Just You Wait Till Your Father Gets Home
By Tony Scanlan
“Just wait till your father gets home!” A threat made throughout the years by mums everywhere. One not appreciated by the dad though, as it makes him out to be the bad guy, the enforcer.
However, it doesn’t just have to be ‘Dad’ that comes home to do the dispensing of justice. Dads may find themselves saying “Just wait ’til your mother gets home!” They will surely smile to themselves when they say it, though.
When you think about it, it’s not such a bad idea to wait before administering punishment when little Joey breaks the window after he was told NOT to play with the ball inside the house.
Or even to get the other partner (whatever sex) to hear a calm description of the offence and even an explanation from the accused before deciding any consequences. The worst thing a parent can do is over react when they are angry, by lashing out or imposing a punishment they have no intention of carrying out.
-”RIGHT! No TV for a year!” …”Sure, whatever you say, Mum/Dad.” What do you do if you don’t have a partner to call on to help administer justice, or like most people, you’re just trying to find a balance between being a tyrant and a benevolent dictator?
It’s a pity there isn’t a parents code that states the punishments that are appropriate for each indiscretion- a legal system, only for kids.
At least this would give the parent a chance to cool down while they consult the guide (and so they wouldn’t have to resort to the JWTYFGH ploy). Imagine discovering Junior has drawn all over the wall, you go to the book, look up “drawing on the wall”- it might tell you “for the first offence, let off with a warning, but child must clean wall”.
“For second offence…..”. but what should the punishment be for the second offence? That’s where the guide book idea falls down. Everyone has different ideas on what should come next.
It would take fifty years to get people to agree on such a book, and by then it would be out of date and they would have to start over. Not to mention the fact that every culture would have to have it’s own book. This is a point in itself worth considering.
Parents set out to teach their children the difference between right and wrong, yet the definition of what is right and wrong varies greatly between cultures, communities, classes, even families.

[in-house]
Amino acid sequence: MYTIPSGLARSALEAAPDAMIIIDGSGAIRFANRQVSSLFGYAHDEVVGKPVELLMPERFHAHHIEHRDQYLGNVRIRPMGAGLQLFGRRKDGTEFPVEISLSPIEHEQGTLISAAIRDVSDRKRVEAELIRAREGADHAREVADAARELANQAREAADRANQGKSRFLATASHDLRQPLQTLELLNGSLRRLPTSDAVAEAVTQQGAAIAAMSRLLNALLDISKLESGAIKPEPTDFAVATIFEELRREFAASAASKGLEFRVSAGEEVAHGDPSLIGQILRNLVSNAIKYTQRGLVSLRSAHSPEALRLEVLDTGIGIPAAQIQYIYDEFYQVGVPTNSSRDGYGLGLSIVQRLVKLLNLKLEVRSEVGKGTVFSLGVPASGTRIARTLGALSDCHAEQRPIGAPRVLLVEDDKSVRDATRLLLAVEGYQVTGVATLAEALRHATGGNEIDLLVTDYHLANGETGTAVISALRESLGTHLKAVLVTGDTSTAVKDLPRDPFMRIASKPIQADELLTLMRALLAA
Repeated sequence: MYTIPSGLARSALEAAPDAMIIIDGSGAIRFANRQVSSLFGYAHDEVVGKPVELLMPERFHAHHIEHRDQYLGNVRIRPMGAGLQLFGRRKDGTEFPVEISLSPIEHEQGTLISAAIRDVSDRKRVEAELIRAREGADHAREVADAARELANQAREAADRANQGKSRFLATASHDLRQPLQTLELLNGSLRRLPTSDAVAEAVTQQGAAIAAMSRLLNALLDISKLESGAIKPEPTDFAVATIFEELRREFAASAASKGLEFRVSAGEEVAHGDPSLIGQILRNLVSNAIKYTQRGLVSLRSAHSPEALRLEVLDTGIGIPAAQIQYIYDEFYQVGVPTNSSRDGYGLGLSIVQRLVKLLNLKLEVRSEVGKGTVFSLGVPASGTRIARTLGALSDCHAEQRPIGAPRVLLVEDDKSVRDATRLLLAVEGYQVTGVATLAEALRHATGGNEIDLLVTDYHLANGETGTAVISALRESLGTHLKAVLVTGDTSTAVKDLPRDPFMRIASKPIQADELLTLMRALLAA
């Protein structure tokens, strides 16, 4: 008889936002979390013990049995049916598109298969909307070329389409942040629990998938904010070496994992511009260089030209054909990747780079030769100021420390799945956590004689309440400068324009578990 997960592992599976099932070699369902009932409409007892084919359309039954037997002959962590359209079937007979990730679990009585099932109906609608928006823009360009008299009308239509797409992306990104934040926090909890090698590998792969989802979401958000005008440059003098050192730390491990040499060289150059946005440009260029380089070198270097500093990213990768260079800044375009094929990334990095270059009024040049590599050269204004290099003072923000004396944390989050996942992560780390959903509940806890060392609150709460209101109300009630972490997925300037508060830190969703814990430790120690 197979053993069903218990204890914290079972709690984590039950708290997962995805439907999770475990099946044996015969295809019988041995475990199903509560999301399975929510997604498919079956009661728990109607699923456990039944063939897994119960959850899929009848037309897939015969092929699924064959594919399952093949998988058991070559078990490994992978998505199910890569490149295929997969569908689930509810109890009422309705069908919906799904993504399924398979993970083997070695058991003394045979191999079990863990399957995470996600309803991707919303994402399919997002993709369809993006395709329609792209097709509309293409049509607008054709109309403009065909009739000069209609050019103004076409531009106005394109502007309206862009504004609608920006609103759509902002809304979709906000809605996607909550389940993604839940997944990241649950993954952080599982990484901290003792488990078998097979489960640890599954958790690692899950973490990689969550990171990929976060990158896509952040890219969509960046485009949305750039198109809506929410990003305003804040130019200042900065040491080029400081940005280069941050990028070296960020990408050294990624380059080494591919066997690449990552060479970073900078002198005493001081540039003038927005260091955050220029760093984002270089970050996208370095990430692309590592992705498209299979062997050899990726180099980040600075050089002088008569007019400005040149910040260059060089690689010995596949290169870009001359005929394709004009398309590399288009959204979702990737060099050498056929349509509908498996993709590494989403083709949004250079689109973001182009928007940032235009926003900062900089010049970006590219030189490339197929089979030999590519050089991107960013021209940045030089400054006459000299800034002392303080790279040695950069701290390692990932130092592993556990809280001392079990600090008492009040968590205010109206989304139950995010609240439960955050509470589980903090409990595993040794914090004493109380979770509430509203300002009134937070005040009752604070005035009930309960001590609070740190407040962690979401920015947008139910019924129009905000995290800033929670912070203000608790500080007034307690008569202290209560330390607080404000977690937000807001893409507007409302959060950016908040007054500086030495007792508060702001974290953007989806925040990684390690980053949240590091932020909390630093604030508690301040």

Maybe it’s not really about what’s right or wrong, but what we will tolerate. Children, being the inquisitive eager creatures they are, constantly challenge the boundaries of what they can, and are allowed, to do. Parents set rules, children break them to see what happens.
It’s how they learn. Unfortunately some things in our world are so dangerous to learn about them this way is impossible. Like crossing the road, fire, electricity, poisons, even tooth decay. These things require unwavering obedience from children.
It’s relatively simple to protect a baby or toddler from these dangers, but what do you do if the child, as he or she gets older, insists on investigating these interesting things? Running across the road, playing with matches, sticking things in power points- these things are a parents worst nightmare.
If a child attempts one of these forbidden adventures (assuming the child survives the experience) what do you do about it- a smack? sent to his/her room? Incentives NOT to do it again? Make the punishment fit the crime?
One father, a few years ago, tried to ‘let the punishment fit the crime’ and pressed the hot part of a lighter on a child’s skin- obviously he was trying to get the child to learn from his experience but this earned him a stint in jail- he needed to think about his punishment a bit more – he did exactly what he was supposed to prevent- burning the child.
That most children actually DON’T do these things when they are told not to is the amazing thing.
Whatever system of punishment, bribery or blackmail parents come up with, it seems to have to be one worked out by trial and error by parents to fit their own children- as they grow up allowing them to eagerly face the challenges the world has to offer but at the same time respect the dangers that are in it.
And that’s the same for parents in New Zealand, Russia or the Congo.
Next: Boys At School